Edited by Susan Dobscha
Chapter 13: Gender and intersectionality in political marketing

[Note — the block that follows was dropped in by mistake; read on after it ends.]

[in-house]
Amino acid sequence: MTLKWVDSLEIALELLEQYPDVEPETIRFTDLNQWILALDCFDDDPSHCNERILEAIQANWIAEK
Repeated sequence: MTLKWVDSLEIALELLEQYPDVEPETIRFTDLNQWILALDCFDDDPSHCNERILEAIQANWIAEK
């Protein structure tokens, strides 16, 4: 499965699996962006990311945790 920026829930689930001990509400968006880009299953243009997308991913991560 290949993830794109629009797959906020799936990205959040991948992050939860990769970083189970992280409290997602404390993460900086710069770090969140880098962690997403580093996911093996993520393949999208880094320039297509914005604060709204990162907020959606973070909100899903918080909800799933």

This chapter questions hegemonic assumptions regarding gender and race within the field of political marketing in the United States using the theoretical framework of intersectionality. An extended case method is utilized to re-examine existing theory through a socio-historic lens, thus connecting the past to the present in an interpretive study. Using primary data sources as well as archival data, the study showcases the intersectionality of gender and race as a critical piece that changes the dynamics of how the candidates are assessed and supported by the political establishment. It also shows how gender and race significantly impact how a politician is marketed to the voting public in critical ways such as their ability to raise funds to run a competitive campaign, as well as the politician' s narrative presented by the media and how that is perceived by the voting public.
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